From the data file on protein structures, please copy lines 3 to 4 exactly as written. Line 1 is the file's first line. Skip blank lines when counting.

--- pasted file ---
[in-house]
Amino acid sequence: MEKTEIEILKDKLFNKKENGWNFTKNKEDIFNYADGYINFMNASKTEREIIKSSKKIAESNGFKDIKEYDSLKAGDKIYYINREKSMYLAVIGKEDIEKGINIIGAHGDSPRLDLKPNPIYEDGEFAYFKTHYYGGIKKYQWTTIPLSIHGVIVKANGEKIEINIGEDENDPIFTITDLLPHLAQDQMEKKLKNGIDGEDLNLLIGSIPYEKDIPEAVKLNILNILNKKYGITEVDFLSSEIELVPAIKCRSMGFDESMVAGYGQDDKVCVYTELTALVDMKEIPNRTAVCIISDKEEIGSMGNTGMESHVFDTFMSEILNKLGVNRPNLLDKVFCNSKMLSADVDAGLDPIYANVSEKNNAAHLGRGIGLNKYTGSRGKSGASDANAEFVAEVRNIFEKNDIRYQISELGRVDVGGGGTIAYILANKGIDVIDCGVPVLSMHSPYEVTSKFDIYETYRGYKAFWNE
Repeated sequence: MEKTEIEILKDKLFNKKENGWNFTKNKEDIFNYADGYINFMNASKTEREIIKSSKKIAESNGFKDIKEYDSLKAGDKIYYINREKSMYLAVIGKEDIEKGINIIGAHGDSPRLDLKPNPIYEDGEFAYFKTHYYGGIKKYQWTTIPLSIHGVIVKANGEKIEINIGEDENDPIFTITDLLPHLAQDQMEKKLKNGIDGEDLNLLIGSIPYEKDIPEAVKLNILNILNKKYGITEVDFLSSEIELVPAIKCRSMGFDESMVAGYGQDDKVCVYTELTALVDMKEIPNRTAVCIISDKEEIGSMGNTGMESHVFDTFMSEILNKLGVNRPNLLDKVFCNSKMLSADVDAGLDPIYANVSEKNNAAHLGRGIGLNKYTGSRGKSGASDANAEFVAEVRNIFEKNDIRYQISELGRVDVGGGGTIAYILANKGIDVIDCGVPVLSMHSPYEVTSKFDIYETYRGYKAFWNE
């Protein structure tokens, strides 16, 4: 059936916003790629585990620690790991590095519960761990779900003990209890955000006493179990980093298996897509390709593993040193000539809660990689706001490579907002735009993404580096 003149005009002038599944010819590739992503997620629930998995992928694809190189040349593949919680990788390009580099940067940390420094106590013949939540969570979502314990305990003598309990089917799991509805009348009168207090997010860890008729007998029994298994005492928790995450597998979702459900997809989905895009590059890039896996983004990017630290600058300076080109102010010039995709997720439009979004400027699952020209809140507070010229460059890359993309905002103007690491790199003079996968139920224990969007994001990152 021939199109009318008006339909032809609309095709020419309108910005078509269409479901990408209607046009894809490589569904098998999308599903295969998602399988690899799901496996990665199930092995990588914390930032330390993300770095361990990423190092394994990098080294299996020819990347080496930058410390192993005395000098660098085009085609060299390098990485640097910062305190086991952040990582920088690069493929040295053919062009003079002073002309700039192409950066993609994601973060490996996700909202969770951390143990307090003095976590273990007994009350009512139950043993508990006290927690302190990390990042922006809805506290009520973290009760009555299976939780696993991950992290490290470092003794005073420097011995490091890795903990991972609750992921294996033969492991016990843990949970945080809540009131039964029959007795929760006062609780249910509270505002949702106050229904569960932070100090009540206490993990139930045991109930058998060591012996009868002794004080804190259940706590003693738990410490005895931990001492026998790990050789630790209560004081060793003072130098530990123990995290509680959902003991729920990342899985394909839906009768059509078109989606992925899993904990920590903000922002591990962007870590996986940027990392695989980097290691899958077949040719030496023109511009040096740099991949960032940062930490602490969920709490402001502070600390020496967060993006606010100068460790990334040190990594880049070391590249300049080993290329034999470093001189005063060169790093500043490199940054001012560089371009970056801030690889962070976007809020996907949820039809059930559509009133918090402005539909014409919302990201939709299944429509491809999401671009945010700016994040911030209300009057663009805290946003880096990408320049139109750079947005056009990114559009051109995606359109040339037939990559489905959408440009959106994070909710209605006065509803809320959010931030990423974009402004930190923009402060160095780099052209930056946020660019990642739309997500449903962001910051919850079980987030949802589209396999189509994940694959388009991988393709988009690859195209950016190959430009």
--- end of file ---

Repeated sequence: MEKTEIEILKDKLFNKKENGWNFTKNKEDIFNYADGYINFMNASKTEREIIKSSKKIAESNGFKDIKEYDSLKAGDKIYYINREKSMYLAVIGKEDIEKGINIIGAHGDSPRLDLKPNPIYEDGEFAYFKTHYYGGIKKYQWTTIPLSIHGVIVKANGEKIEINIGEDENDPIFTITDLLPHLAQDQMEKKLKNGIDGEDLNLLIGSIPYEKDIPEAVKLNILNILNKKYGITEVDFLSSEIELVPAIKCRSMGFDESMVAGYGQDDKVCVYTELTALVDMKEIPNRTAVCIISDKEEIGSMGNTGMESHVFDTFMSEILNKLGVNRPNLLDKVFCNSKMLSADVDAGLDPIYANVSEKNNAAHLGRGIGLNKYTGSRGKSGASDANAEFVAEVRNIFEKNDIRYQISELGRVDVGGGGTIAYILANKGIDVIDCGVPVLSMHSPYEVTSKFDIYETYRGYKAFWNE
């Protein structure tokens, strides 16, 4: 059936916003790629585990620690790991590095519960761990779900003990209890955000006493179990980093298996897509390709593993040193000539809660990689706001490579907002735009993404580096 003149005009002038599944010819590739992503997620629930998995992928694809190189040349593949919680990788390009580099940067940390420094106590013949939540969570979502314990305990003598309990089917799991509805009348009168207090997010860890008729007998029994298994005492928790995450597998979702459900997809989905895009590059890039896996983004990017630290600058300076080109102010010039995709997720439009979004400027699952020209809140507070010229460059890359993309905002103007690491790199003079996968139920224990969007994001990152 021939199109009318008006339909032809609309095709020419309108910005078509269409479901990408209607046009894809490589569904098998999308599903295969998602399988690899799901496996990665199930092995990588914390930032330390993300770095361990990423190092394994990098080294299996020819990347080496930058410390192993005395000098660098085009085609060299390098990485640097910062305190086991952040990582920088690069493929040295053919062009003079002073002309700039192409950066993609994601973060490996996700909202969770951390143990307090003095976590273990007994009350009512139950043993508990006290927690302190990390990042922006809805506290009520973290009760009555299976939780696993991950992290490290470092003794005073420097011995490091890795903990991972609750992921294996033969492991016990843990949970945080809540009131039964029959007795929760006062609780249910509270505002949702106050229904569960932070100090009540206490993990139930045991109930058998060591012996009868002794004080804190259940706590003693738990410490005895931990001492026998790990050789630790209560004081060793003072130098530990123990995290509680959902003991729920990342899985394909839906009768059509078109989606992925899993904990920590903000922002591990962007870590996986940027990392695989980097290691899958077949040719030496023109511009040096740099991949960032940062930490602490969920709490402001502070600390020496967060993006606010100068460790990334040190990594880049070391590249300049080993290329034999470093001189005063060169790093500043490199940054001012560089371009970056801030690889962070976007809020996907949820039809059930559509009133918090402005539909014409919302990201939709299944429509491809999401671009945010700016994040911030209300009057663009805290946003880096990408320049139109750079947005056009990114559009051109995606359109040339037939990559489905959408440009959106994070909710209605006065509803809320959010931030990423974009402004930190923009402060160095780099052209930056946020660019990642739309997500449903962001910051919850079980987030949802589209396999189509994940694959388009991988393709988009690859195209950016190959430009």